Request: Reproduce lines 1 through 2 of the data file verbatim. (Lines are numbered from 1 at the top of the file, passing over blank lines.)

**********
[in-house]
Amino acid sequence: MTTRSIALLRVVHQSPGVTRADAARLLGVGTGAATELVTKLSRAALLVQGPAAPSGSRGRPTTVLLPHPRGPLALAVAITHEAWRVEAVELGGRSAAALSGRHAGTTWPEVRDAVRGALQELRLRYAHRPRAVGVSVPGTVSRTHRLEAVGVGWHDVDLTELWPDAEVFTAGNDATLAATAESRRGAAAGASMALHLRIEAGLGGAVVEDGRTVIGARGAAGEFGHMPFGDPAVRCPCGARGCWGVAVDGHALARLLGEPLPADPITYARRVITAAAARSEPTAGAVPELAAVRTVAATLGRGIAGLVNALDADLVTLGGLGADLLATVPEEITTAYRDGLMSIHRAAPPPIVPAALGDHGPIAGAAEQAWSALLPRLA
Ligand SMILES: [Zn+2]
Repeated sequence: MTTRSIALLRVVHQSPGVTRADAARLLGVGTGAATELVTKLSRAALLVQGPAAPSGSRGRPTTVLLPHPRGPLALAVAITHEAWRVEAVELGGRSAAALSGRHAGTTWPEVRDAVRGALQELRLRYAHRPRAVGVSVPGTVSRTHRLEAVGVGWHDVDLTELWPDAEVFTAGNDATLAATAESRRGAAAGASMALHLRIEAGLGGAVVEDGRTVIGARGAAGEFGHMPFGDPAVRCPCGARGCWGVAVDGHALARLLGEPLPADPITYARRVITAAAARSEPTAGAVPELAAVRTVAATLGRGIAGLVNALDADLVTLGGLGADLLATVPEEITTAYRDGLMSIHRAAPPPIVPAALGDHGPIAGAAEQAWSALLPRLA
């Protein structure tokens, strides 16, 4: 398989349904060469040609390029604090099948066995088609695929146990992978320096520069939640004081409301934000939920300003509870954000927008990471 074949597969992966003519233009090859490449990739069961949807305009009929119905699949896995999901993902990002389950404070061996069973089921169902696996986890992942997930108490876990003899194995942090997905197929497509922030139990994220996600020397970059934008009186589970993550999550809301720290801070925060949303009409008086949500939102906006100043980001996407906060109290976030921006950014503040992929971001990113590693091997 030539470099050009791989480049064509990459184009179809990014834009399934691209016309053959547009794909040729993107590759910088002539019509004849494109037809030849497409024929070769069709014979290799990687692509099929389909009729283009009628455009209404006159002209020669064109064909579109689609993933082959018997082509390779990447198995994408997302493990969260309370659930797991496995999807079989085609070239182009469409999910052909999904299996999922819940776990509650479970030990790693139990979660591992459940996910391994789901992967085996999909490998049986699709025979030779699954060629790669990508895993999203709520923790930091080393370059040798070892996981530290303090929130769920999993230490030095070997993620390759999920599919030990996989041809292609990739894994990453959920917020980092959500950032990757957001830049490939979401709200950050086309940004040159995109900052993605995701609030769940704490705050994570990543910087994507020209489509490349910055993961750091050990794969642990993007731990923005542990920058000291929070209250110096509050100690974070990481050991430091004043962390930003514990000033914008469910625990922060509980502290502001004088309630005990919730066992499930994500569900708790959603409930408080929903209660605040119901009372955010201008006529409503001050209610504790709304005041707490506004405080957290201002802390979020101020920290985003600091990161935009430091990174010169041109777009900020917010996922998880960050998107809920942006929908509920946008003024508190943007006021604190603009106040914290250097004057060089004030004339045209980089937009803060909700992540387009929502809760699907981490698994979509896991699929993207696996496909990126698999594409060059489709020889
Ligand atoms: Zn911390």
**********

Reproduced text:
[in-house]
Amino acid sequence: MTTRSIALLRVVHQSPGVTRADAARLLGVGTGAATELVTKLSRAALLVQGPAAPSGSRGRPTTVLLPHPRGPLALAVAITHEAWRVEAVELGGRSAAALSGRHAGTTWPEVRDAVRGALQELRLRYAHRPRAVGVSVPGTVSRTHRLEAVGVGWHDVDLTELWPDAEVFTAGNDATLAATAESRRGAAAGASMALHLRIEAGLGGAVVEDGRTVIGARGAAGEFGHMPFGDPAVRCPCGARGCWGVAVDGHALARLLGEPLPADPITYARRVITAAAARSEPTAGAVPELAAVRTVAATLGRGIAGLVNALDADLVTLGGLGADLLATVPEEITTAYRDGLMSIHRAAPPPIVPAALGDHGPIAGAAEQAWSALLPRLA